Is live always better? Does the no second takes, out-on-a-limb aspect of playing in front of a live audience, and feeding off its energy result in the best recordings? It seems to work that way for Boston-based pianist Yoko Miwa on Live At Scullers Jazz Club
, a mix of tunes from The Great American Songbook and the world of rock, shuffled in with her own outstanding compositions. An original pressing of a hundred copies of the showdone as a memento for the audience members this particular nightgarnered such a positive response that Miwa decided to have the music remixed and mastered for a general release.
Miwa displays an impressive stylistic range. Opening with a rousing take of Steve Allen
's "This Could Be the Start of Something," the pianist and her trio mix a bouncy elegance with a full-bore forward momentum. Miwa treats the melody with reverence, riding a inexorable rhythmic wave supplied by bassist Greg Loughman
and drummer Scott Goulding
. Virtuosic but unrelentingly accessible, the pianist stretches out, taking eleven minutes to explore this Great American Songbook gem with glorious grace.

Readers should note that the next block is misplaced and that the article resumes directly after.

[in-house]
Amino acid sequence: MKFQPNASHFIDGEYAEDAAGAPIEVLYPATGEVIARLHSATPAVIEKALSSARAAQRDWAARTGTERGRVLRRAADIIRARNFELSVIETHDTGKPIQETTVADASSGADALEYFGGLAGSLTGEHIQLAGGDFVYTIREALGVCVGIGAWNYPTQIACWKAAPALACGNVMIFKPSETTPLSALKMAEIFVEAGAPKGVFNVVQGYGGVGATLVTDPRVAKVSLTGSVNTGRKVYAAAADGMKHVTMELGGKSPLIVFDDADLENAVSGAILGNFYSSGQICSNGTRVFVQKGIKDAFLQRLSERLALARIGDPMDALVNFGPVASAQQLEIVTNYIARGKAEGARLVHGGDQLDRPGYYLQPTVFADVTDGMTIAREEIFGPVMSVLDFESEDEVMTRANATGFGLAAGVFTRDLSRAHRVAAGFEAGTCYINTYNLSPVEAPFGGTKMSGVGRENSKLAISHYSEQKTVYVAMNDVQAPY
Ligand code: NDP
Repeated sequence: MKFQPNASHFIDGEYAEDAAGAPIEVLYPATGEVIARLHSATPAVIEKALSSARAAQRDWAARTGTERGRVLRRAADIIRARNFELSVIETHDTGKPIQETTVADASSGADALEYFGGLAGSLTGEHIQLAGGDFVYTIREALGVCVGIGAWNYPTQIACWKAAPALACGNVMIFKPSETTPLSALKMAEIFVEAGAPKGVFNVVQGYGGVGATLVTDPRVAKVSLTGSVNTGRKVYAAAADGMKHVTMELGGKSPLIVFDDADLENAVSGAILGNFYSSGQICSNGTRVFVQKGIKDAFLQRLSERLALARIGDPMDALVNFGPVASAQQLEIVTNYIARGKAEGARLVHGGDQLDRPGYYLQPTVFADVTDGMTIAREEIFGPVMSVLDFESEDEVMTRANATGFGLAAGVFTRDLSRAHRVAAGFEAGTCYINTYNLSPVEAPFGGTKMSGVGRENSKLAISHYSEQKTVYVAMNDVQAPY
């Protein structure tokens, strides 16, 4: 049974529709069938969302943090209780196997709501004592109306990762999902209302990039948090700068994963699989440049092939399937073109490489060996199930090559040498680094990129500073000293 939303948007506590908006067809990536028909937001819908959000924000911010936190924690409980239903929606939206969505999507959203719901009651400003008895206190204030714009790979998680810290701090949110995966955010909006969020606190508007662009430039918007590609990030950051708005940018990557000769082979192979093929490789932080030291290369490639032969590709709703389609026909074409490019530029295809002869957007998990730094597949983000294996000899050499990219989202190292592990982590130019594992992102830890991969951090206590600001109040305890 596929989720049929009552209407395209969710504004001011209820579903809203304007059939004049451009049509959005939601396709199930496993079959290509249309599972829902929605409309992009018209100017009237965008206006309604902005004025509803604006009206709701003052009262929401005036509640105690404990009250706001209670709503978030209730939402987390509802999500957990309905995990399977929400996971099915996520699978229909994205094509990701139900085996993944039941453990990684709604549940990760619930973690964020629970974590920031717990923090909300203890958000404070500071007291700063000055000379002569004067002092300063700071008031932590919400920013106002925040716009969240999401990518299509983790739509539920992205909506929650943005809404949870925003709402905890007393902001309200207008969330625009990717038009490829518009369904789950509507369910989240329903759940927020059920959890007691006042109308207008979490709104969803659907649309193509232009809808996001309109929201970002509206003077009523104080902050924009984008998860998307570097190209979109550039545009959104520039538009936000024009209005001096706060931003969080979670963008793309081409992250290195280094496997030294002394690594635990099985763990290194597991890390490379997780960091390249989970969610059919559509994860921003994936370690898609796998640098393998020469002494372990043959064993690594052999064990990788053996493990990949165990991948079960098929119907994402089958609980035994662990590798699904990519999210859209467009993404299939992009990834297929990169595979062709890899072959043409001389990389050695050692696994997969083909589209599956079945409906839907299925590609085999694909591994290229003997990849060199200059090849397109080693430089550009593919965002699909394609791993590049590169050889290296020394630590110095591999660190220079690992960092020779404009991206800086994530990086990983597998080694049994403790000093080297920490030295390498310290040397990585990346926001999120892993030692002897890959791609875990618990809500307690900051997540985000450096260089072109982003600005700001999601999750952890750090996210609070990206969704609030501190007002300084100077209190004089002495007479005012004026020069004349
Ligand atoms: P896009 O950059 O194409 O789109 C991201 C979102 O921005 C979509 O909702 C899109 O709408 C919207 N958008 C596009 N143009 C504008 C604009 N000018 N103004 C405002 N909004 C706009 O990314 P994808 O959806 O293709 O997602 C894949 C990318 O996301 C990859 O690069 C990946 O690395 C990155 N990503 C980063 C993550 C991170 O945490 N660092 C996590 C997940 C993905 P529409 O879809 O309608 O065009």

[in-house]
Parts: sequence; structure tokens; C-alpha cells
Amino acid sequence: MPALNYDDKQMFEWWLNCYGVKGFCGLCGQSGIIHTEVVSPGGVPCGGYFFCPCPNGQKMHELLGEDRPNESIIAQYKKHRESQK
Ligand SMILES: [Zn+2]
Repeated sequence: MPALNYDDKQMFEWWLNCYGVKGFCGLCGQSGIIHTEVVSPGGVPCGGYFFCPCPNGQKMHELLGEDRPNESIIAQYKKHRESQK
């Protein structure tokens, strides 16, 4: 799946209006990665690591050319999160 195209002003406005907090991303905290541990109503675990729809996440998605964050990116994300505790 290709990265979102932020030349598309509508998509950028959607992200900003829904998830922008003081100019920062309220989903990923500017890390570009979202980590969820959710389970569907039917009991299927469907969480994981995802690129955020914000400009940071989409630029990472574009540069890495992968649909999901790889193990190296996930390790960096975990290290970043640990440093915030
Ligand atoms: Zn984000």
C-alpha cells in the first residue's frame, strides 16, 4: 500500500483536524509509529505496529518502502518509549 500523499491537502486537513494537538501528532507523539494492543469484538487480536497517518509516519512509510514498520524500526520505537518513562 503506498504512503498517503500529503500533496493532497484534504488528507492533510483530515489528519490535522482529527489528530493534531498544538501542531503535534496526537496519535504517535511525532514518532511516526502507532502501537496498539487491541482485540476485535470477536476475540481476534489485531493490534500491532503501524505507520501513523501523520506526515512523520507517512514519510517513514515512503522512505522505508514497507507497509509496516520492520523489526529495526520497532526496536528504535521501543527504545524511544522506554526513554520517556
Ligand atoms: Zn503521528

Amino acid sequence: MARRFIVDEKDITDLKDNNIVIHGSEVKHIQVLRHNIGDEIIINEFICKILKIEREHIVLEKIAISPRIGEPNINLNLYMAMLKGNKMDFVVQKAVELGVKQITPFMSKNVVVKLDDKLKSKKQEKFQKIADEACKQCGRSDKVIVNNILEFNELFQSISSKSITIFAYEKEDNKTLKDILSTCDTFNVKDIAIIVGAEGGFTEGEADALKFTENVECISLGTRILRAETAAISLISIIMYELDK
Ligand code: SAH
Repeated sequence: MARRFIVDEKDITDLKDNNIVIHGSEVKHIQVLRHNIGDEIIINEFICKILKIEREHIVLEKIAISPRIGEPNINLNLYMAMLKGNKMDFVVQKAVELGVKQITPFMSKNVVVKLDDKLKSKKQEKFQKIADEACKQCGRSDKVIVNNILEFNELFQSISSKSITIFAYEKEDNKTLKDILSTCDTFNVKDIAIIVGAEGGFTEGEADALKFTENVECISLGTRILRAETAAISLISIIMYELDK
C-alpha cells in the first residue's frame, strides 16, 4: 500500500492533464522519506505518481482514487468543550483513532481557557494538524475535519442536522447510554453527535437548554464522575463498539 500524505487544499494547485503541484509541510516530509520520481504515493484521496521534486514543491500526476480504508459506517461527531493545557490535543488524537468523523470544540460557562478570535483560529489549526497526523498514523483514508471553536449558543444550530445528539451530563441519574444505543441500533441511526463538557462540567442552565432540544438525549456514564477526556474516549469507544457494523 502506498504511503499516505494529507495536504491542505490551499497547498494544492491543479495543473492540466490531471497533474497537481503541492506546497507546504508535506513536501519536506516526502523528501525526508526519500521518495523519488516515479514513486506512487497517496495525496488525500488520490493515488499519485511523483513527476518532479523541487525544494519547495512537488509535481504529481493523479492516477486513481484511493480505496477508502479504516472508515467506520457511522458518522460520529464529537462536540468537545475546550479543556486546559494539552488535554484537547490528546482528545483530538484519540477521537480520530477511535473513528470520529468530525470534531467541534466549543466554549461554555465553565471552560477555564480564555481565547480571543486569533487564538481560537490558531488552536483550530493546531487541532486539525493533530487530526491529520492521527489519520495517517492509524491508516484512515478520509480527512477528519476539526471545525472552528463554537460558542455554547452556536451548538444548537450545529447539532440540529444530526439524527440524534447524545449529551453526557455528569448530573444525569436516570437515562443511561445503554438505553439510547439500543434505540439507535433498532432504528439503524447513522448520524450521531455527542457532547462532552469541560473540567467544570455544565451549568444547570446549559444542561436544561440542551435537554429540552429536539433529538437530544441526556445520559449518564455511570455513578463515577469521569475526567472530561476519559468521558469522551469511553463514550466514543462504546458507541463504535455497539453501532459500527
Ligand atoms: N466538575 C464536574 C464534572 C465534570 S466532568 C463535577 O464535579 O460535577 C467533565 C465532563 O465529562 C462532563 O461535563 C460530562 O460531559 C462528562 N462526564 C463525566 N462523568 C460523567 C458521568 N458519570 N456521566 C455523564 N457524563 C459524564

Miwa, in the manner of fellow pianist Brad Mehldau
, is no jazz snob. She doesn't limit herself to the standards. She covers Steven Tyler's (of Aerosmith) dark toned "Seasons of Wither," giving the tune sparkle, and turns in a pensively beautiful rendition of Lou Reed
's Velvet Underground song, "Who Loves the Sun?," featuring the trio at its most interactive.
Miwa adds three of her own top-notch compositions to the mix. "The Wheel of Life" rises and falls to mirror the vicissitudes, struggles, joys and sorrows of human existence. "Mr. B. G." is a nod to pianist Benny Green
and, through Green, his mentor Oscar Peterson
, with an ebullient groove and Miwa's exquisitely succinct touch.
Trumpeter Art Farmer
's "Mox Nix" shows off Miwa's ability to get deep into the blues and play with a muscular left hand percussion married to a lightning fast right hand, before ending with vocalist Milton Nascimento
's "A Festa." It's a saucy closer, with the trio immersing itself in a gorgeous Brazilian groove to wrap up a stunningly spontaneous live set, Miwa's best recording to date.